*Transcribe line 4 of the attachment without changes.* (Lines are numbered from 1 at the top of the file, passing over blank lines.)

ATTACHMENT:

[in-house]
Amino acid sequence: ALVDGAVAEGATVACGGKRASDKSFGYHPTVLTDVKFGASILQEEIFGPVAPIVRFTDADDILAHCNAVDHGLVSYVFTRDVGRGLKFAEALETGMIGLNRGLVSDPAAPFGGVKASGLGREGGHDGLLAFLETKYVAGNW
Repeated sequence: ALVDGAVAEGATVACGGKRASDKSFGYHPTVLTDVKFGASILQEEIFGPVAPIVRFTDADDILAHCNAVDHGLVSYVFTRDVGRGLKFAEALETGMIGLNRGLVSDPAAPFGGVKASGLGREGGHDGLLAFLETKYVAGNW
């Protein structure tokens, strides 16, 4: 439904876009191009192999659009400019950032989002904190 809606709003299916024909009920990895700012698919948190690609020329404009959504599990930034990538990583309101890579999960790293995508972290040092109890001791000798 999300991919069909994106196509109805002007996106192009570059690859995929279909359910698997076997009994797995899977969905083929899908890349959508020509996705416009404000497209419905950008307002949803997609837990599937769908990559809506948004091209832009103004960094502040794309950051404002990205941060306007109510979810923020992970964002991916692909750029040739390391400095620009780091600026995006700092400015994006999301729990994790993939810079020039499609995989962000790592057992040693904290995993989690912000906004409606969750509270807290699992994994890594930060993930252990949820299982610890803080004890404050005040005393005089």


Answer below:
């Protein structure tokens, strides 16, 4: 439904876009191009192999659009400019950032989002904190 809606709003299916024909009920990895700012698919948190690609020329404009959504599990930034990538990583309101890579999960790293995508972290040092109890001791000798 999300991919069909994106196509109805002007996106192009570059690859995929279909359910698997076997009994797995899977969905083929899908890349959508020509996705416009404000497209419905950008307002949803997609837990599937769908990559809506948004091209832009103004960094502040794309950051404002990205941060306007109510979810923020992970964002991916692909750029040739390391400095620009780091600026995006700092400015994006999301729990994790993939810079020039499609995989962000790592057992040693904290995993989690912000906004409606969750509270807290699992994994890594930060993930252990949820299982610890803080004890404050005040005393005089």